Data visualisation: My Teaching and Bloom’s Taxonomy

This week the meaning of my visualisation can be taken quite literally: An area for growth. 

I analysed my lessons from Monday to Thursday with the Revised Bloom’s Taxonomy, “which classifies thinking into behaviors organised into a series of hierarchical levels” (Barkley & Major, 2016, p.5).  The taxonomy focuses only on the cognitive part of a lesson and not on influences classroom management or emotions. The hierarchy ranges from the lower-order thinking skill ‘remembering’ to the higher-thinking skill ‘creating’. You can see all six levels in this legend: 

Each petal symbolises one task on the according level. Each leaf on the individual stems represents a class level: 

My visualisation of my teaching this week shows me that the tasks in second grade are all on the three lower-thinking levels. This is an area I can improve in and keep in mind for preparation for the next quintal of the school year. In fourth, fifth and sixth grade, the proposed tasks reach the higher levels as well. You can tell that ‘creating’ was a big part of the lessons for fifth and sixth grade. 

This data collection made me think and gave me a chance to analyse my teaching and evaluate lessons, especially the complexity of tasks on different class levels. I am genuinely looking forward to exploring my teaching data further over the next weeks! 


Barkley, E.F. & Major, C.H. (2016) Learning assessment techniques : a handbook for college faculty, San Francisco, California: Jossey-Bass.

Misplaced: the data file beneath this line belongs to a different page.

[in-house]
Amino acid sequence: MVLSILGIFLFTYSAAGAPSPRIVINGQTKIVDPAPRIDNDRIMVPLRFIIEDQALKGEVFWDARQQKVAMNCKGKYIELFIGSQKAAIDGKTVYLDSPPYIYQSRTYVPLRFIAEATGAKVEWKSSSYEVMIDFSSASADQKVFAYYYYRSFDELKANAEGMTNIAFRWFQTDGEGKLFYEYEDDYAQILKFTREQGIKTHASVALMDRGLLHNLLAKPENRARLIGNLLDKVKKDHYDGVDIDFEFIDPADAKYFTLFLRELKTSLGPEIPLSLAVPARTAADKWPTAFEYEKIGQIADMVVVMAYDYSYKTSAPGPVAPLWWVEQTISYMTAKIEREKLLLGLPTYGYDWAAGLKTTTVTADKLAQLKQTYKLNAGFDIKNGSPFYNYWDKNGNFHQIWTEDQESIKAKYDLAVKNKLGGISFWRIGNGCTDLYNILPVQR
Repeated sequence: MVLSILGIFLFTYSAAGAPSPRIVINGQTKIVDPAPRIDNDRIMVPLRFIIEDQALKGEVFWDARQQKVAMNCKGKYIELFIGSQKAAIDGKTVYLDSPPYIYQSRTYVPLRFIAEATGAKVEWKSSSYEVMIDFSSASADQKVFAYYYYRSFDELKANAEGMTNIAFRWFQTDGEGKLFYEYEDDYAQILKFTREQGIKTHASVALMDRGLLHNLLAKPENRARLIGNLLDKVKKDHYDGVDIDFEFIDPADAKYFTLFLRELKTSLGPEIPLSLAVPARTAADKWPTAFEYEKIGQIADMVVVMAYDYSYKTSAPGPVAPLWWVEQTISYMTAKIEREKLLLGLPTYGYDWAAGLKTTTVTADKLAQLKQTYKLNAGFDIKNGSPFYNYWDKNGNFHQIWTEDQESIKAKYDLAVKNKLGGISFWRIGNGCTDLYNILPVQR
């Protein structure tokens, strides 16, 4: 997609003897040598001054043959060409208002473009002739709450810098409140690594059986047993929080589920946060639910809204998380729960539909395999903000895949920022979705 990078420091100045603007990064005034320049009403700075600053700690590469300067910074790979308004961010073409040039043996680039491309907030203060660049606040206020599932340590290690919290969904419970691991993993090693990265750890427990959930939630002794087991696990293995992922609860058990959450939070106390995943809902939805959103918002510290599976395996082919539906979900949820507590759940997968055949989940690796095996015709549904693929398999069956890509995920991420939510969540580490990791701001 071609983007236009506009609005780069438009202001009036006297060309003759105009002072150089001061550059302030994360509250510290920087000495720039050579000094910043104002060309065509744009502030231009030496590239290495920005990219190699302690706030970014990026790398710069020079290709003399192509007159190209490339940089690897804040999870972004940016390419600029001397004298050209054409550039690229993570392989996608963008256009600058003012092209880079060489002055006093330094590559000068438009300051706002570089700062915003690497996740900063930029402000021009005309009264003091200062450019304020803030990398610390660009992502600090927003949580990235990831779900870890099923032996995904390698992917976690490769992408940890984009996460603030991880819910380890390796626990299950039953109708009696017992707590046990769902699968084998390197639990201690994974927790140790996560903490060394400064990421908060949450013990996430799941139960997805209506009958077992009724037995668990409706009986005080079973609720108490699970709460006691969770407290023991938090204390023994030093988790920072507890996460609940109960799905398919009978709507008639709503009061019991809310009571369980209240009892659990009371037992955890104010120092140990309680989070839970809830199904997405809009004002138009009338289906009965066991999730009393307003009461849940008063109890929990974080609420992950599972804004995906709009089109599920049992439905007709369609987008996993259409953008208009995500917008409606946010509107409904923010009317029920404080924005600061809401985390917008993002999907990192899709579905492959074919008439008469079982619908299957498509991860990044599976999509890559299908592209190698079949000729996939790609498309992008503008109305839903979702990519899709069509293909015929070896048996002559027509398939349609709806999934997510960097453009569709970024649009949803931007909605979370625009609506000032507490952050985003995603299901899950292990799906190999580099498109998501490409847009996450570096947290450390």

3 Replies to “Data visualisation: My Teaching and Bloom’s Taxonomy”

  1. Your dataviz is so much more attractive than the standard interfaces that usually characterize teaching dashboards etc. Tracey’s question is a really good one for reflection as a teacher using data about one’s own pedagogy. Would you want a manager to view this? How might it be used for, say, teacher evaluation? But the most striking thing for me is how you’ve used the hierarchical taxonomy of thinking skills as a metric to assess your teaching. In this sense, you have done exactly what many developers of teaching dashboards do–take a specific ‘model’ of education, make it measurable, and then deploy it as a way of assessing and representing either the teacher or the student. But as you’ve acknowledged, there will always be a lot more going on in the act of teaching than a single metric can capture.

  2. Hi Francesca,
    Loved your method for visualising this.
    If a dashboard did this analysis for you, what do you think your reaction would be? Would you share this kind of information with your students? Would you be happy with your managers having this data (automatically and ongoing)?

  3. Beautiful visualisation … inspiring ! Once I understood the leaves the flowers part was easier to extract information from. Curious about the understand petal for 6th grade…. any reflection on the activities behind it ?

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